stylistically portrayed crouching animals in geometricized, abstracted, repeated forms, and distinguished their culture and art by depicting animal predation and same-animal combat. Typically, sheep, deer, and horses were illustrated. The artifacts, usually plaques or pendants, were made from metal, and the backgrounds were decorated with openwork or mountainous landscapes, which harks back to the Xianbei
Xianbei
nomadic lifestyle. With repeated animal imagery, an openwork background, and a rectangular frame, the included image of the three deer plaque is a paradigm of the Xianbei
Xianbei
art style. Concave plaque backings imply that plaques were made using lost-wax casting, or raised designs were impressed on the back of hammered metal sheets.[17][18] Horses[edit] The nomadic traditions of the Xianbei
Xianbei
inspired them to portray horses in their artwork. It is obvious that the horse played a large role in the existence of the Xianbei
Xianbei
as a nomadic people, and in one tomb, a horse skull lay atop Xianbei
Xianbei
bells, buckles, ornaments, a saddle, and one gilded bronze stirrup.[19] The Xianbei
Xianbei
not only created art for their horses, but they also made art to depict horses. Another recurring motif was the winged horse. It has been suggested by archaeologist Su Bai that this symbol was a “heavenly beast in the shape of a horse” because of its prominence in Xianbei mythology.[17] This symbol is thought to have guided an early Xianbei southern migration, and is a recurring image in many Xianbei
Xianbei
art forms. Figurines[edit]

Figure of a Xianbei
Xianbei
warrior from the Northern Dynasties
Northern Dynasties
(286-581 AD) era

Xianbei
Xianbei
figurines help to portray the people of the society by representing pastimes, depicting specialized clothing, and implying various beliefs. Most figurines have been recovered from Xianbei tombs, so they are primarily military and musical figures meant to serve the deceased in afterlife processions and guard the tomb. Furthermore, the figurine clothing specifies the according social statuses: higher-ranking Xianbei
Xianbei
wore long-sleeved robes with a straight neck shirt underneath, while lower-ranking Xianbei
Xianbei
wore trousers and belted tunics.[20] Buddhist Influences[edit] Xianbei
Xianbei
Buddhist influences were derived from interactions with Han culture. The Han bureaucrats initially helped the Xianbei
Xianbei
run their state, but eventually the Xianbei
Xianbei
became Sinophiles and promoted Buddhism. The beginning of this conversion is evidenced by the Buddha imagery that emerges in Xianbei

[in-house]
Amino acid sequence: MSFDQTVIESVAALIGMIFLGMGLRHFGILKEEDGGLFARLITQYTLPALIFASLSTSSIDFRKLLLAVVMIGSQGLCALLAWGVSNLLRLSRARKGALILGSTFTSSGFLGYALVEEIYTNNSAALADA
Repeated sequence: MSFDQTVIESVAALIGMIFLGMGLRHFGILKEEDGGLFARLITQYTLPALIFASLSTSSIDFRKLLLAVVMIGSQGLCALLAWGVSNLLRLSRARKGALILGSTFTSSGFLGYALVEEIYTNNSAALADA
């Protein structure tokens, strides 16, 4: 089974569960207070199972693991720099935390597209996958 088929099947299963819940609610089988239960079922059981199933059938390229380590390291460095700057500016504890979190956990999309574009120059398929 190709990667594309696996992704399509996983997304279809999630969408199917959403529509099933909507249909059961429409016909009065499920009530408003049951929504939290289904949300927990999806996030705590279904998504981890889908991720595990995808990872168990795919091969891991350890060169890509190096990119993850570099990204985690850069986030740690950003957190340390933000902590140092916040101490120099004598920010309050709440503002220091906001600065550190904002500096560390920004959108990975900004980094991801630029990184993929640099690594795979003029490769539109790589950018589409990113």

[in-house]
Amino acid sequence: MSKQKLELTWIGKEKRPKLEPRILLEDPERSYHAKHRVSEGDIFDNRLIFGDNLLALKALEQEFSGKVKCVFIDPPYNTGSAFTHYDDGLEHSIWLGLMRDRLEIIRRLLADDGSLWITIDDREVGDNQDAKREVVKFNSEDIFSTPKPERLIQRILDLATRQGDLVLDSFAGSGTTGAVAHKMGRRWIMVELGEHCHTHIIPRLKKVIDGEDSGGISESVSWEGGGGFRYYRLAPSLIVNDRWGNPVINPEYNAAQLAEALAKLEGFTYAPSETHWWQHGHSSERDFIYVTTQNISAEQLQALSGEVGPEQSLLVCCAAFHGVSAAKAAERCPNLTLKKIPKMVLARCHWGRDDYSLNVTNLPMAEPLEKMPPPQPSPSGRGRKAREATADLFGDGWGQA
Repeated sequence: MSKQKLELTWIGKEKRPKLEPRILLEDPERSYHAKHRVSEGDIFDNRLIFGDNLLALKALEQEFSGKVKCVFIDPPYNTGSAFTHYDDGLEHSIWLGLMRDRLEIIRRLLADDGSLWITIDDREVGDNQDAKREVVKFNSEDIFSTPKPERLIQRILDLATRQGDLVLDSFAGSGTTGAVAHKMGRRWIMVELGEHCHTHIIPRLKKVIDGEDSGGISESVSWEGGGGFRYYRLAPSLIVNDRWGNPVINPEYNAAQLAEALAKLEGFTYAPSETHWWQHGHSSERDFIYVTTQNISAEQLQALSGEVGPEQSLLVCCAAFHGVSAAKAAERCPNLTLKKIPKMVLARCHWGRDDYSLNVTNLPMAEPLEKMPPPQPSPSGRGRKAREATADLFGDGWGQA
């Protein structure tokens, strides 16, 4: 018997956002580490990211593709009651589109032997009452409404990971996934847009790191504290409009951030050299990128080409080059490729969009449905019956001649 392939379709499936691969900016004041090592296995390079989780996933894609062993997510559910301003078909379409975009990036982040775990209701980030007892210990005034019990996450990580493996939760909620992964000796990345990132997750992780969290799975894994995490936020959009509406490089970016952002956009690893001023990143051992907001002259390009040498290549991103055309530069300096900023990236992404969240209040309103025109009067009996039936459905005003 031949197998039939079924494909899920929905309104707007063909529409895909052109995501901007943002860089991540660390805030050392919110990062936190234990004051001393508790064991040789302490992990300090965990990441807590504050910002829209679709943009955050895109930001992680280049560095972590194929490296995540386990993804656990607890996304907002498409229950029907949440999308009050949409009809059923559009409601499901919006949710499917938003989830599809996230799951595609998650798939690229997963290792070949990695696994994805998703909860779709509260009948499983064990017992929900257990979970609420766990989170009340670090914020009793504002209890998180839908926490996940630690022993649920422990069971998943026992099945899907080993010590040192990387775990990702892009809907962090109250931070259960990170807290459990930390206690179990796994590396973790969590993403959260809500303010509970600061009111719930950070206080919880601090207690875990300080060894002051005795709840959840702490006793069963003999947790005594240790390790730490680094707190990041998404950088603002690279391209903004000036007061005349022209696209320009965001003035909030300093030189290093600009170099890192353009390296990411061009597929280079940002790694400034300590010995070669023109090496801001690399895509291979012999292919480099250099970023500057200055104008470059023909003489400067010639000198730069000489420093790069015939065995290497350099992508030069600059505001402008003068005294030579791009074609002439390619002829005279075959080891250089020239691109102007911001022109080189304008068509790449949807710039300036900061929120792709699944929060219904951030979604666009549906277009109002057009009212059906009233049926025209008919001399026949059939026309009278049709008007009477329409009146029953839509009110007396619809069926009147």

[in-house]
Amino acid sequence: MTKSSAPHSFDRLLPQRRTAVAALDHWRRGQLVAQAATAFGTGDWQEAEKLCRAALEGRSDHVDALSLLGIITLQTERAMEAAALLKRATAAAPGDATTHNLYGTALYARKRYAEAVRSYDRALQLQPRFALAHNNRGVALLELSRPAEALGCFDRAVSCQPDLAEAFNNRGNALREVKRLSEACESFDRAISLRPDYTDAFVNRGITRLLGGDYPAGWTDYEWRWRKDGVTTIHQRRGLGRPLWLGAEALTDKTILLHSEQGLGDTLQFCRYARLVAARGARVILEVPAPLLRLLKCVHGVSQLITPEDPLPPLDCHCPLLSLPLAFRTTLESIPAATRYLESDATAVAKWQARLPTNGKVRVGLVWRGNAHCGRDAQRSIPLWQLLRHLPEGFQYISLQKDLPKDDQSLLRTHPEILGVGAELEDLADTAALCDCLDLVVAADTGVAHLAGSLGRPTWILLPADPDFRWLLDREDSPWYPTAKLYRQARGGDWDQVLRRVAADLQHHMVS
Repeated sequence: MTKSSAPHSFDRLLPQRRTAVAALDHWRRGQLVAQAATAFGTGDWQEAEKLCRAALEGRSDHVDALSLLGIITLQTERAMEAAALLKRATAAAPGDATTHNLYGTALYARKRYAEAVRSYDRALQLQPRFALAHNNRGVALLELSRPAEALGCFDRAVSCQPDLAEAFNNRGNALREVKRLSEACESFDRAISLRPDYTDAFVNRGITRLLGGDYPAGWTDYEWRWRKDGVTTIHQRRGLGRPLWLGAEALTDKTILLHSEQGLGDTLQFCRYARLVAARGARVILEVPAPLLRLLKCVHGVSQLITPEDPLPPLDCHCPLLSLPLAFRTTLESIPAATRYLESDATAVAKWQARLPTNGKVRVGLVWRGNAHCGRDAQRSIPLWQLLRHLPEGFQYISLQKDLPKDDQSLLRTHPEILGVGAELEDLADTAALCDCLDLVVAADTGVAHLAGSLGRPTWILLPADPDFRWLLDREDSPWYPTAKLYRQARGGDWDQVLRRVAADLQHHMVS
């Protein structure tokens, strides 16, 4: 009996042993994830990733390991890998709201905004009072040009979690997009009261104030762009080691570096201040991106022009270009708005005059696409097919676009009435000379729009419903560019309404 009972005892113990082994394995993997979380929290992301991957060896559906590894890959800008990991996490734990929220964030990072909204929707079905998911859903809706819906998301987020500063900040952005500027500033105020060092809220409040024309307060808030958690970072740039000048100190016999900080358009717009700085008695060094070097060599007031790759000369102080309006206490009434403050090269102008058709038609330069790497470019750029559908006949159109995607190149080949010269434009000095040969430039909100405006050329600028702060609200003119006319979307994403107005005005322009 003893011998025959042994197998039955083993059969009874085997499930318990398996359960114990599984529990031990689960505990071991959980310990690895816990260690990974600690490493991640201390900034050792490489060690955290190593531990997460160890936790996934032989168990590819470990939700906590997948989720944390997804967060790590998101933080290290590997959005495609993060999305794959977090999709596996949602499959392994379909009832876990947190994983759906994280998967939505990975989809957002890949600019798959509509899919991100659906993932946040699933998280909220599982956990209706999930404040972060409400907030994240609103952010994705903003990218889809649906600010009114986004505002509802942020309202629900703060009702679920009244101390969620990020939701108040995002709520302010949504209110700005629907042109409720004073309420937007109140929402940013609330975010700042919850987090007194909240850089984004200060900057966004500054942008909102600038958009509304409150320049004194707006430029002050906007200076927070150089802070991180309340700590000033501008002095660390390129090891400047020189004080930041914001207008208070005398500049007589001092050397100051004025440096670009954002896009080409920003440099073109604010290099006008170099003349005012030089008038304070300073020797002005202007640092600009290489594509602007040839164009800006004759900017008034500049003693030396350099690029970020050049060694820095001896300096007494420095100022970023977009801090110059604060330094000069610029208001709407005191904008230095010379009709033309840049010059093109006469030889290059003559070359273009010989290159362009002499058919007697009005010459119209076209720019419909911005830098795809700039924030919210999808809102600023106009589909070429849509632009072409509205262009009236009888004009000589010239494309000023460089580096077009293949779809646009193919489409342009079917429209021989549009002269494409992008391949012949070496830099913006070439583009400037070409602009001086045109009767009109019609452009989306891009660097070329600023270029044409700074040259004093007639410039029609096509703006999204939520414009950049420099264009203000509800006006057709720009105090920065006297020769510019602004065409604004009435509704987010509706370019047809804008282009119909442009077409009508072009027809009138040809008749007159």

Xianbei
art. For instance, the included Buddha imprinted leaf headdress perfectly represents the Xianbei
Xianbei
conversion and Buddhist synthesis since it combines both the traditional nomadic Xianbei
Xianbei
leaf headdress with the new imagery of Buddha. This Xianbei religious conversion continued to develop in the Northern Wei
Northern Wei
dynasty, and ultimately led to the creation of the Yungang Grottoes.[14] Modern descendants[edit] Main article: Change of Xianbei
Xianbei
names to Han names Most Xianbei
Xianbei
clans adopted Han family names during Northern Wei Dynasty. Below is a list of the Xianbei
Xianbei
clans that are known to have been changed into Han family names. The Northern Wei's Eight Noble Xianbei
Xianbei
surnames 八大贵族 were the Buliugu 步六孤, Helai 賀賴, Dugu 獨孤, Helou 賀樓, Huniu 忽忸, Qiumu 丘穆, Gexi 紇奚, and Yuchi 尉遲. The "Monguor" (Tu) people in modern China may have descended from the Xianbei
Xianbei
who were led by Tuyuhun
Tuyuhun
Khan to migrate westward and establish the Tuyuhun
Tuyuhun
Kingdom (284-670) in the third century and Western Xia (1038–1227) through the thirteenth century.[21] Today they are primarily distributed in Qinghai and Gansu Province, and speak a Mongolic language. The Xibe or "Xibo" people also believe they are descendants of the Xianbei, with considerable controversies that have attributed their origins to the Jurchens, the Elunchun, and the Xianbei.[22][23] Xianbei
Xianbei
descendants among the Korean population carry surnames such as Mo 모 Chinese: 慕; pinyin: mù; Wade–Giles: mu (shortened from Murong), Seok Sŏk Sek 석 Chinese: 石; pinyin: shí; Wade–Giles: shih (shortened from Wushilan 烏石蘭, Won Wŏn 원 Chinese: 元; pinyin: yuán; Wade–Giles: yüan (the adopted Chinese surname of the Tuoba), Dokgo 독고 Chinese: 獨孤; pinyin: Dúgū; Wade–Giles: Tuku (from Dugu).[24][25][26][27][28][29][30] See also[edit]

Wikimedia Commons has media related to Xianbei.

Change of Xianbei
Xianbei
names to Han names Kebineng List of Mongolian monarchs Northern Wei
Northern Wei
Dynasty Xianbei
Xianbei
state Sixteen Kingdoms Tribes in Chinese history Wu Hu Wuhuan Chinese sovereign Bu Dugen Hanshu Sanguozhi

References[edit]